Thursday, 2 June 2011

newfangled and pagan

newfangled first meant "caught up in a new experience". -fangled is from Middle English *fangel- maybe meaning "inclined to take", related to Old English fōn/fang "to grasp", cognate with German fangen "to take catch".

Closely related to the verb is the noun fang "plunder, spoils". It also meant "an instrument for capturing or holding", and this led to it being used to refer to canine teeth, or the dangerous teeth of any animal.

It's from a nasalized form of Proto-Indo-European *paḱ-/*paǵ- "to fasten". This root became Latin pāgus "of or belonging to a country community, civilian, inhabitant of a country community" (from "boundary staked out on the ground"). pāgānus initially referred to someone who lived in the country. This apparently became post-classical Latin paganus "heathen".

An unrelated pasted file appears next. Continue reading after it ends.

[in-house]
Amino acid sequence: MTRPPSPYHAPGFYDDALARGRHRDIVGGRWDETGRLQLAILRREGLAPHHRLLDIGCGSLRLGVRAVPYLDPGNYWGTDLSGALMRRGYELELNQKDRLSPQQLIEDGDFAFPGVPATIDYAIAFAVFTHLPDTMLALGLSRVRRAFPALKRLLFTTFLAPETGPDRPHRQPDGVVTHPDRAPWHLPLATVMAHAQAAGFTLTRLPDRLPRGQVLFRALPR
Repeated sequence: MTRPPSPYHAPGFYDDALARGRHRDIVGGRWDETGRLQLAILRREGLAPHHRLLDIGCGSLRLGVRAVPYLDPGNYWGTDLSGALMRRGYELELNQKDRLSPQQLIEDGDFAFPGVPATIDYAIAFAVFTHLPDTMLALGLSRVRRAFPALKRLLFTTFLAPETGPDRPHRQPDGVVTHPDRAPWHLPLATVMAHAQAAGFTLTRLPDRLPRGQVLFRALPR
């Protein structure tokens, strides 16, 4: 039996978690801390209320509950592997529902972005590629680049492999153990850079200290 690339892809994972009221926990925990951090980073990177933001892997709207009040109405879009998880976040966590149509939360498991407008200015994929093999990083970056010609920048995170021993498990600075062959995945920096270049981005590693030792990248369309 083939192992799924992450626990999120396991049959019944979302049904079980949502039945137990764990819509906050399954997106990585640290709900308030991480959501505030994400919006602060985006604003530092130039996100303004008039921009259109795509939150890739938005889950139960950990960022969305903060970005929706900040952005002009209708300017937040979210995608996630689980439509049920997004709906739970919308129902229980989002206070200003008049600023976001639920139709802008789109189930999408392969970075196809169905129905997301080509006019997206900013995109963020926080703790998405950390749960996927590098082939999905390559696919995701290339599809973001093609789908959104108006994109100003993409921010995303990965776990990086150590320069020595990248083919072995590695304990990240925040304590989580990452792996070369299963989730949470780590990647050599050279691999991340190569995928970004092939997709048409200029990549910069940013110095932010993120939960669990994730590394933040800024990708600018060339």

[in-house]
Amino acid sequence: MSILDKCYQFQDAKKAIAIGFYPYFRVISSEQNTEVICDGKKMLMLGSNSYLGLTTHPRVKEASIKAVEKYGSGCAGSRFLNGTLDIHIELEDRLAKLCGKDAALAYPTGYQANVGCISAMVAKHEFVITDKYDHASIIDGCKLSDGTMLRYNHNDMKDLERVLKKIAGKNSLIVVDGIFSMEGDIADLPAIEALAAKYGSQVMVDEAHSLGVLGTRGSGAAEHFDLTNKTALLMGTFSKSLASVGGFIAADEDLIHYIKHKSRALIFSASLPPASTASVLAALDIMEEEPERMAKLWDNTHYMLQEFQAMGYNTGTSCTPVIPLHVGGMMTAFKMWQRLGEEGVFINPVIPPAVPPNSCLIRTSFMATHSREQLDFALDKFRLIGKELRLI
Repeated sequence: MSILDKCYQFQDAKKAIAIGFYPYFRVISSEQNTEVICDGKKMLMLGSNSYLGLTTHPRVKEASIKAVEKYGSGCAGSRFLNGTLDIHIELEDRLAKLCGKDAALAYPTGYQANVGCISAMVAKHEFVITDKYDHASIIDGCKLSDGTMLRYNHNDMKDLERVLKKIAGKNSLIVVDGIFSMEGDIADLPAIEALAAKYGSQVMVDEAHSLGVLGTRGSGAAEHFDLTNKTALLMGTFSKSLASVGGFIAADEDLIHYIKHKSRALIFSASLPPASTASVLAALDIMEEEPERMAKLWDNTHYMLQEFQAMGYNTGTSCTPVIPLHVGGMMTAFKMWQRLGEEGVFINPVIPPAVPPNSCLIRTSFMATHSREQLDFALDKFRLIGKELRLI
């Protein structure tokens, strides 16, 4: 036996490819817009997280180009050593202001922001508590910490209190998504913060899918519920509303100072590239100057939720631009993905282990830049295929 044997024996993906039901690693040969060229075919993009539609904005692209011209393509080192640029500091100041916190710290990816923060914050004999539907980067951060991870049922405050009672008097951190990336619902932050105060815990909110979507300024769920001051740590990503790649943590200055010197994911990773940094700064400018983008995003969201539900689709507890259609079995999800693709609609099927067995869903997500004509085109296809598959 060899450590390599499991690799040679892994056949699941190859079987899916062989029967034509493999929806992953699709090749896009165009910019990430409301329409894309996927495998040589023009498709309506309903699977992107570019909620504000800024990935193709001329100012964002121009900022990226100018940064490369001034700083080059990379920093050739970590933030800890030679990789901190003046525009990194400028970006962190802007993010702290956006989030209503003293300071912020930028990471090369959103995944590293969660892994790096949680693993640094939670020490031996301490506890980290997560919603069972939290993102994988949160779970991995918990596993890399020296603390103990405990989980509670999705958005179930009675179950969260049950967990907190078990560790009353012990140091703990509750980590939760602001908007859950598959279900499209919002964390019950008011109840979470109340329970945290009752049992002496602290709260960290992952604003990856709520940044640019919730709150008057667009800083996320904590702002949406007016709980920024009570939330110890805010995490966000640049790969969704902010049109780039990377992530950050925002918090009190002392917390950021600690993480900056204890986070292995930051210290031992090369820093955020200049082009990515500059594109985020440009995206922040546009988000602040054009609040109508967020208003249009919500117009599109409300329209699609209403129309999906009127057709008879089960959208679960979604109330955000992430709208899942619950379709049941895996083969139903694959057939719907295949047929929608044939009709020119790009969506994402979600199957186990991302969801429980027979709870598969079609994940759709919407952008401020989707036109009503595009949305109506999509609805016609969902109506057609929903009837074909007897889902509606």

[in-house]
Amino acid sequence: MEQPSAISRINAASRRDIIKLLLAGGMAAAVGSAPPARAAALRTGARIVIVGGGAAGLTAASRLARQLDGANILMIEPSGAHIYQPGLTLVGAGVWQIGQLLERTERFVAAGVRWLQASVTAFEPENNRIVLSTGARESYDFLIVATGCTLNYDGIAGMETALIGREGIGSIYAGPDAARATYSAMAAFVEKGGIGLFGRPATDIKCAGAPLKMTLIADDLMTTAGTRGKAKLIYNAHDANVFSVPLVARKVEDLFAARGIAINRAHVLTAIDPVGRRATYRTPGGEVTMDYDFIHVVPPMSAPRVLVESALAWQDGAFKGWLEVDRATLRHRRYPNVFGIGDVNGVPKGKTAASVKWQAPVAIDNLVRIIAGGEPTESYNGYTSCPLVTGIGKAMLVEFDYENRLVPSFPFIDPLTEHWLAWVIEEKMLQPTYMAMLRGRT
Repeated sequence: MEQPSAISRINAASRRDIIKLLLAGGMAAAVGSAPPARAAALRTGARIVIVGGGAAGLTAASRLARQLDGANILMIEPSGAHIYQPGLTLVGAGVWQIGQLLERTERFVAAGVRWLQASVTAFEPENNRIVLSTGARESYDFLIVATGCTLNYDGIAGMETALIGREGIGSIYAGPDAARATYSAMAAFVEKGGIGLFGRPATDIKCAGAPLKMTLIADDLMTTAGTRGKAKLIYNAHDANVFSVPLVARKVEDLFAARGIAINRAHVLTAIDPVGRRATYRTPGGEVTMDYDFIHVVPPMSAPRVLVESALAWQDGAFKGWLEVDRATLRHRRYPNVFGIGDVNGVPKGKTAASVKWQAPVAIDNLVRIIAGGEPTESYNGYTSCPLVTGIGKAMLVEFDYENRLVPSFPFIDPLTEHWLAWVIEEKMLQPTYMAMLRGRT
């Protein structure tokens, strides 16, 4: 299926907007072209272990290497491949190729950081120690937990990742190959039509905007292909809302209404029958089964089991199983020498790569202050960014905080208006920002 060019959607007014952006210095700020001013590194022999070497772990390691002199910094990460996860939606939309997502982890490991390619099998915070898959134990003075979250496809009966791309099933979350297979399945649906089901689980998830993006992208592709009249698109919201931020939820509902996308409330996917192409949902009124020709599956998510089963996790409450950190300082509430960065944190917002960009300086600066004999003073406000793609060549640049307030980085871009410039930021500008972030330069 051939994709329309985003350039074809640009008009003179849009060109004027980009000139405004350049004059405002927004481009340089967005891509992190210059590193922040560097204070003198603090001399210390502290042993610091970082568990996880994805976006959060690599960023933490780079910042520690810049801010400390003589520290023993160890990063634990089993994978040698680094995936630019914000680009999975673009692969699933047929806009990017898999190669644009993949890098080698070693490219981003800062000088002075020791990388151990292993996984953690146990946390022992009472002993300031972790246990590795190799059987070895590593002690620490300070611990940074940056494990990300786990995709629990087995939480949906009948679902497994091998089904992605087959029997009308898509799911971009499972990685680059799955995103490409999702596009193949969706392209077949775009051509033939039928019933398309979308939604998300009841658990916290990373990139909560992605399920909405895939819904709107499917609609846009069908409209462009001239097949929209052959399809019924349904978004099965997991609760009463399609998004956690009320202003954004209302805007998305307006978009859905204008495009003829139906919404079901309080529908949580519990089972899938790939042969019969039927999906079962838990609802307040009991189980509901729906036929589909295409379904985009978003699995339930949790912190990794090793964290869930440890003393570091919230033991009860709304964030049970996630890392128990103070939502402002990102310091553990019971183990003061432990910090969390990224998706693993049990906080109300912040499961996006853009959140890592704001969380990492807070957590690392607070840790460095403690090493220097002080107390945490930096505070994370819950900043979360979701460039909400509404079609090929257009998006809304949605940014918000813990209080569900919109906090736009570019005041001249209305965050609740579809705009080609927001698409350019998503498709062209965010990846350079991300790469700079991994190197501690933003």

There are three possible reasons why the sense of paganus developed into "heathen".

1) Heathens lived in the country.
2) paganus also meant "civilian" as opposed to "soldier". Since Christians considered themselves soldiers of Christ, they used the term for "civilian" for non-Christians.
3) paganus had an intermediary sense "outsider", as in someone outside the city, and this came to be applied to people outside the community.


Craig Morris said...

Just for the record, German "fangen" means "catch," not "take," and my German etymology reference work (Kluge) does not indicate that the word ever meant "take." It is related to an old Greek word meaning "fasten" and a Latin word meaning "reach an agreement/sign a contract."

goofy said...

You're right, the German word means "catch". Latin pāx and Greek pēgnunai are also related.